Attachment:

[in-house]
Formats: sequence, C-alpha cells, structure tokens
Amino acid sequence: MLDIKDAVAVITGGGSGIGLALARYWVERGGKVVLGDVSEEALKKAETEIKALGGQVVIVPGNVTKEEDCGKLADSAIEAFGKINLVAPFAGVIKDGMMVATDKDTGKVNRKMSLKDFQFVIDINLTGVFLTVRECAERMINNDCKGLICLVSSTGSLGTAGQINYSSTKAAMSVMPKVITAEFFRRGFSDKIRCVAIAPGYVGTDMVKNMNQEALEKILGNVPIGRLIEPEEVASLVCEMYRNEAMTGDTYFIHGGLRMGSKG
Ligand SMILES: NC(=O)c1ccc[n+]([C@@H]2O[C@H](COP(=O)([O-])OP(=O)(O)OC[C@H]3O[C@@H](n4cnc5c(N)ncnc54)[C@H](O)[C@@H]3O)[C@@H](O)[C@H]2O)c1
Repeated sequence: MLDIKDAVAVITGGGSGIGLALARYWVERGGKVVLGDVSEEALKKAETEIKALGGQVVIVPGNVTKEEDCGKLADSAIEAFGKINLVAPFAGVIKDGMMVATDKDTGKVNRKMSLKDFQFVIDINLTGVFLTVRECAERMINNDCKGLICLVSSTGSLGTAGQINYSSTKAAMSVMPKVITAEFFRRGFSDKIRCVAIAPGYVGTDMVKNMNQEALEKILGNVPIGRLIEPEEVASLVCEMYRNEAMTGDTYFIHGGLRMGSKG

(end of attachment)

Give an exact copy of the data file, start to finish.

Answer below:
[in-house]
Formats: sequence, C-alpha cells, structure tokens
Amino acid sequence: MLDIKDAVAVITGGGSGIGLALARYWVERGGKVVLGDVSEEALKKAETEIKALGGQVVIVPGNVTKEEDCGKLADSAIEAFGKINLVAPFAGVIKDGMMVATDKDTGKVNRKMSLKDFQFVIDINLTGVFLTVRECAERMINNDCKGLICLVSSTGSLGTAGQINYSSTKAAMSVMPKVITAEFFRRGFSDKIRCVAIAPGYVGTDMVKNMNQEALEKILGNVPIGRLIEPEEVASLVCEMYRNEAMTGDTYFIHGGLRMGSKG
Ligand SMILES: NC(=O)c1ccc[n+]([C@@H]2O[C@H](COP(=O)([O-])OP(=O)(O)OC[C@H]3O[C@@H](n4cnc5c(N)ncnc54)[C@H](O)[C@@H]3O)[C@@H](O)[C@H]2O)c1
Repeated sequence: MLDIKDAVAVITGGGSGIGLALARYWVERGGKVVLGDVSEEALKKAETEIKALGGQVVIVPGNVTKEEDCGKLADSAIEAFGKINLVAPFAGVIKDGMMVATDKDTGKVNRKMSLKDFQFVIDINLTGVFLTVRECAERMINNDCKGLICLVSSTGSLGTAGQINYSSTKAAMSVMPKVITAEFFRRGFSDKIRCVAIAPGYVGTDMVKNMNQEALEKILGNVPIGRLIEPEEVASLVCEMYRNEAMTGDTYFIHGGLRMGSKG